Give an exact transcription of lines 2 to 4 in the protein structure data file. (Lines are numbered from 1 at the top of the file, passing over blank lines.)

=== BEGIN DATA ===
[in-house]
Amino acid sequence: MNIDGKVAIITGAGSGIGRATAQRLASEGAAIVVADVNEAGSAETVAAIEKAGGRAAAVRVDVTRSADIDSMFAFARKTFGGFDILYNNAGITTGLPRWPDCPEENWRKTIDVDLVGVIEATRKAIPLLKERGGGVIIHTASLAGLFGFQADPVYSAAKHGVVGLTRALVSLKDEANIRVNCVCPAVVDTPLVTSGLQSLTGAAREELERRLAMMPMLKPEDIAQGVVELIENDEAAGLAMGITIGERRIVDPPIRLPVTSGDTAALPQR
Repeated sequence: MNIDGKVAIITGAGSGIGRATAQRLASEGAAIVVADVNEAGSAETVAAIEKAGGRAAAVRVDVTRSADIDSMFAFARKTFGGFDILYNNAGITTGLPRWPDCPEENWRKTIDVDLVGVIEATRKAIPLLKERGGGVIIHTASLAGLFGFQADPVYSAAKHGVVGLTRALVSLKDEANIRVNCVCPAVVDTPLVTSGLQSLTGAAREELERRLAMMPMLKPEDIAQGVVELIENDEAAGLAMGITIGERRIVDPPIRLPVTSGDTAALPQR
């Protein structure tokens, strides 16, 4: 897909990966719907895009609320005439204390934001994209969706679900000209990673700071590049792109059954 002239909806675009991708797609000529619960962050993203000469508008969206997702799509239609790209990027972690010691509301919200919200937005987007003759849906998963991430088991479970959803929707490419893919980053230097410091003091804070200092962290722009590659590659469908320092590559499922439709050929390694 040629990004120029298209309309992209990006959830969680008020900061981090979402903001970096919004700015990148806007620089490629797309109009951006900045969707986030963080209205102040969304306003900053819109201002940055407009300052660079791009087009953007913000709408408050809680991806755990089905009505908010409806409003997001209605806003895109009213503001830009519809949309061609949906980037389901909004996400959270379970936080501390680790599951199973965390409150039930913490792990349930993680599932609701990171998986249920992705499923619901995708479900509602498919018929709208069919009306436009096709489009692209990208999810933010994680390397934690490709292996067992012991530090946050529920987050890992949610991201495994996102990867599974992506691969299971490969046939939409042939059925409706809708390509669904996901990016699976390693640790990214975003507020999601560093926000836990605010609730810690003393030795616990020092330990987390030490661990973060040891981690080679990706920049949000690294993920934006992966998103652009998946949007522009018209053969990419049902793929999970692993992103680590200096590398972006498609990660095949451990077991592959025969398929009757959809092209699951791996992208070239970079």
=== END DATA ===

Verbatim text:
Amino acid sequence: MNIDGKVAIITGAGSGIGRATAQRLASEGAAIVVADVNEAGSAETVAAIEKAGGRAAAVRVDVTRSADIDSMFAFARKTFGGFDILYNNAGITTGLPRWPDCPEENWRKTIDVDLVGVIEATRKAIPLLKERGGGVIIHTASLAGLFGFQADPVYSAAKHGVVGLTRALVSLKDEANIRVNCVCPAVVDTPLVTSGLQSLTGAAREELERRLAMMPMLKPEDIAQGVVELIENDEAAGLAMGITIGERRIVDPPIRLPVTSGDTAALPQR
Repeated sequence: MNIDGKVAIITGAGSGIGRATAQRLASEGAAIVVADVNEAGSAETVAAIEKAGGRAAAVRVDVTRSADIDSMFAFARKTFGGFDILYNNAGITTGLPRWPDCPEENWRKTIDVDLVGVIEATRKAIPLLKERGGGVIIHTASLAGLFGFQADPVYSAAKHGVVGLTRALVSLKDEANIRVNCVCPAVVDTPLVTSGLQSLTGAAREELERRLAMMPMLKPEDIAQGVVELIENDEAAGLAMGITIGERRIVDPPIRLPVTSGDTAALPQR
């Protein structure tokens, strides 16, 4: 897909990966719907895009609320005439204390934001994209969706679900000209990673700071590049792109059954 002239909806675009991708797609000529619960962050993203000469508008969206997702799509239609790209990027972690010691509301919200919200937005987007003759849906998963991430088991479970959803929707490419893919980053230097410091003091804070200092962290722009590659590659469908320092590559499922439709050929390694 040629990004120029298209309309992209990006959830969680008020900061981090979402903001970096919004700015990148806007620089490629797309109009951006900045969707986030963080209205102040969304306003900053819109201002940055407009300052660079791009087009953007913000709408408050809680991806755990089905009505908010409806409003997001209605806003895109009213503001830009519809949309061609949906980037389901909004996400959270379970936080501390680790599951199973965390409150039930913490792990349930993680599932609701990171998986249920992705499923619901995708479900509602498919018929709208069919009306436009096709489009692209990208999810933010994680390397934690490709292996067992012991530090946050529920987050890992949610991201495994996102990867599974992506691969299971490969046939939409042939059925409706809708390509669904996901990016699976390693640790990214975003507020999601560093926000836990605010609730810690003393030795616990020092330990987390030490661990973060040891981690080679990706920049949000690294993920934006992966998103652009998946949007522009018209053969990419049902793929999970692993992103680590200096590398972006498609990660095949451990077991592959025969398929009757959809092209699951791996992208070239970079």